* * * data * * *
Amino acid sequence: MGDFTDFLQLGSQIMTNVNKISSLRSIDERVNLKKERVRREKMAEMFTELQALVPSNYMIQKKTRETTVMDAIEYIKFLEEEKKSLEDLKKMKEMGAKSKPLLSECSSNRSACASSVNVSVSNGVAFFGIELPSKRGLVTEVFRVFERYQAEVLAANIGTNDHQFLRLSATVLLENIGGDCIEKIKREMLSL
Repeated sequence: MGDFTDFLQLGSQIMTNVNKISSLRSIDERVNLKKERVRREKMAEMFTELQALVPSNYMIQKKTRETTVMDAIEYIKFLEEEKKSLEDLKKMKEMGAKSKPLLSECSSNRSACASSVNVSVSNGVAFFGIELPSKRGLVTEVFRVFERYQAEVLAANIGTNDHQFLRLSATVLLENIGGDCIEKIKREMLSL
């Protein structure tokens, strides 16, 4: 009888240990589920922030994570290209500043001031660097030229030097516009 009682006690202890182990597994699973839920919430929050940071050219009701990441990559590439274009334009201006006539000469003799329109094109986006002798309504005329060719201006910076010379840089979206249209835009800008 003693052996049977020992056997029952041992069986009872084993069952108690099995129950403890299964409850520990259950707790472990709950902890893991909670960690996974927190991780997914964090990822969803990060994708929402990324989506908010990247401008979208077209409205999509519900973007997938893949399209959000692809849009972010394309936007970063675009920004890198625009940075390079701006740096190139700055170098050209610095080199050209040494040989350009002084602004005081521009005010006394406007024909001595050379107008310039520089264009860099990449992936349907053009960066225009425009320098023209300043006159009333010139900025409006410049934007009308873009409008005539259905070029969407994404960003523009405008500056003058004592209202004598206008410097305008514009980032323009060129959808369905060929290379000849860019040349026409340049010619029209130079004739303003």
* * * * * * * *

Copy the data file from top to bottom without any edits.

Amino acid sequence: MGDFTDFLQLGSQIMTNVNKISSLRSIDERVNLKKERVRREKMAEMFTELQALVPSNYMIQKKTRETTVMDAIEYIKFLEEEKKSLEDLKKMKEMGAKSKPLLSECSSNRSACASSVNVSVSNGVAFFGIELPSKRGLVTEVFRVFERYQAEVLAANIGTNDHQFLRLSATVLLENIGGDCIEKIKREMLSL
Repeated sequence: MGDFTDFLQLGSQIMTNVNKISSLRSIDERVNLKKERVRREKMAEMFTELQALVPSNYMIQKKTRETTVMDAIEYIKFLEEEKKSLEDLKKMKEMGAKSKPLLSECSSNRSACASSVNVSVSNGVAFFGIELPSKRGLVTEVFRVFERYQAEVLAANIGTNDHQFLRLSATVLLENIGGDCIEKIKREMLSL
């Protein structure tokens, strides 16, 4: 009888240990589920922030994570290209500043001031660097030229030097516009 009682006690202890182990597994699973839920919430929050940071050219009701990441990559590439274009334009201006006539000469003799329109094109986006002798309504005329060719201006910076010379840089979206249209835009800008 003693052996049977020992056997029952041992069986009872084993069952108690099995129950403890299964409850520990259950707790472990709950902890893991909670960690996974927190991780997914964090990822969803990060994708929402990324989506908010990247401008979208077209409205999509519900973007997938893949399209959000692809849009972010394309936007970063675009920004890198625009940075390079701006740096190139700055170098050209610095080199050209040494040989350009002084602004005081521009005010006394406007024909001595050379107008310039520089264009860099990449992936349907053009960066225009425009320098023209300043006159009333010139900025409006410049934007009308873009409008005539259905070029969407994404960003523009405008500056003058004592209202004598206008410097305008514009980032323009060129959808369905060929290379000849860019040349026409340049010619029209130079004739303003």